16    did he have to have a permit to carry or to possess a hunting weapon, a

17    hunting rifle?

18            THE WITNESS: [Interpretation] Yes.  Yes.

19            JUDGE ANTONETTI: [Interpretation] Thank you.  That's what I wanted

20    explained.

21            MR. SCOTT:

22       Q.   Madam, just going back to -- in order to go forward again, you

23    said that what you were told then by this HVO soldier is that they

24    said, "Well, if they don't come back tonight, they'll come back --" in the

25    transcript it says, "too many"?

Page 10025

 1       A.   Tomorrow.

 2       Q.   Did you say if they didn't come back tonight you were told they

 3    would come back tomorrow, the next day?

 4       A.   Yes, that's what I meant.  And I held him to his word, but

 5    unfortunately, he only returned after 11 and a half months.

 6       Q.   All right.  Now, before we go on to the 18th, before we leave the

 7    topic of the men that were being gathered in the centre of the village,

 8    approximately, how many men did you see being gathered up in this way?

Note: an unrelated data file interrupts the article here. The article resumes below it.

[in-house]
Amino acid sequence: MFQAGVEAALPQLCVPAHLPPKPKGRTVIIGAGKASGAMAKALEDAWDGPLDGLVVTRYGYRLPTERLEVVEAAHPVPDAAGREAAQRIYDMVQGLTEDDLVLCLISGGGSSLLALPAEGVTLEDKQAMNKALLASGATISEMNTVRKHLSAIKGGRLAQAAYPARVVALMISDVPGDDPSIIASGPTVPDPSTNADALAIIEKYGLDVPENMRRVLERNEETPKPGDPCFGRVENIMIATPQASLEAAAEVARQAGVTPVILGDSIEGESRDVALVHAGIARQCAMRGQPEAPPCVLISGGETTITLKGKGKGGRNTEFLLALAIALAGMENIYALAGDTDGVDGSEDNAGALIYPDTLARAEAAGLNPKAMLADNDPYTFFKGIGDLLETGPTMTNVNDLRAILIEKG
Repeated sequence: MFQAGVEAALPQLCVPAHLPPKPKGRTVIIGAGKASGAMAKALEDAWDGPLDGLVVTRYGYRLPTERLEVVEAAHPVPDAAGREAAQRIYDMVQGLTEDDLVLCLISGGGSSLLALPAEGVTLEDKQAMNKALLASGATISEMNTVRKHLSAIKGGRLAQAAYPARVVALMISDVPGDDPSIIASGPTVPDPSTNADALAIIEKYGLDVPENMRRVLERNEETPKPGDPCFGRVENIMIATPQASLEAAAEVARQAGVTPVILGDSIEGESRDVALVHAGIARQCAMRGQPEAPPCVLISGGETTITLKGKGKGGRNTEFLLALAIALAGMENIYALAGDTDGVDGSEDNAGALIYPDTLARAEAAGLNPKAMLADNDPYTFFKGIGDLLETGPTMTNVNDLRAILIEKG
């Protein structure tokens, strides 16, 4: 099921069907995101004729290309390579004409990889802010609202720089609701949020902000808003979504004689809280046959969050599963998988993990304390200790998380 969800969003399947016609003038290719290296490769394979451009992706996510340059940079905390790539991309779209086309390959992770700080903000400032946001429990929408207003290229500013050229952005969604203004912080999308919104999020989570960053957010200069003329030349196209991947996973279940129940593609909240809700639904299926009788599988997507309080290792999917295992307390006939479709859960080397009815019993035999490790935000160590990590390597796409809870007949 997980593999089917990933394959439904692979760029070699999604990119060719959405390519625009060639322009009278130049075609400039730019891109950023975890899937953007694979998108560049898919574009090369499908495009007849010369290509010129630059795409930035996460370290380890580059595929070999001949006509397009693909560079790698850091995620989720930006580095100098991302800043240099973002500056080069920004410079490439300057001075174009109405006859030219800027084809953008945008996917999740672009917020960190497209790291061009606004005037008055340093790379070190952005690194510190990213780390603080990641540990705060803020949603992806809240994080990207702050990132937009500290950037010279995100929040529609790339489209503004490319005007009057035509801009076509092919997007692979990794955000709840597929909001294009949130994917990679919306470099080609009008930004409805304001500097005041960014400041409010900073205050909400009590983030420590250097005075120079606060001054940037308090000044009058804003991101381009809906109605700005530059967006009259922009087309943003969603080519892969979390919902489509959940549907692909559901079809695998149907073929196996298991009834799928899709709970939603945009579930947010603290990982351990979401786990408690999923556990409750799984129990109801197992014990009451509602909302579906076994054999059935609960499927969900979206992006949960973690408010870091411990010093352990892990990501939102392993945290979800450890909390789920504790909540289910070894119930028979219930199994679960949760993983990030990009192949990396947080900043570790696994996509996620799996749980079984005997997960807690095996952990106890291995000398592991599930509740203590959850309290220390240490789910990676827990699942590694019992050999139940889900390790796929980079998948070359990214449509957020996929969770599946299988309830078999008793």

9    Again, your best approximation.

10       A.   You mean in my village?

11       Q.   Yes.  What you could see out in front of you, as you said, from

12    where you --

13       A.   Well, between 15 and 20.  That's how many men there were at that

14    spot as far as I was able to see.  15 to 20 roughly, but as I say, I can't

15    be specific, but thereabouts.

16       Q.   All right.  Can you tell the Judges, please, did -- among the

17    people that were gathered there, did you see any Muslim young men who were

18    younger than the age of 16?

19       A.   Yes, three of them.  Right from my village who were taken off.

20    And there were others too.

21       Q.   And approximately how old were the three that were under the age

22    of 16?

23       A.   Ten to 15 years old, not more.  Roughly 15.  I don't think any of

24    them were 16.

25       Q.   Now, ma'am, you've already indicated that your husband in fact did

Page 10026

 1    not return the next day.  When he did not, what did you do?

 2       A.   I went to look for him.

 3       Q.   Where did you go?

 4       A.   I went to the school at Sovici.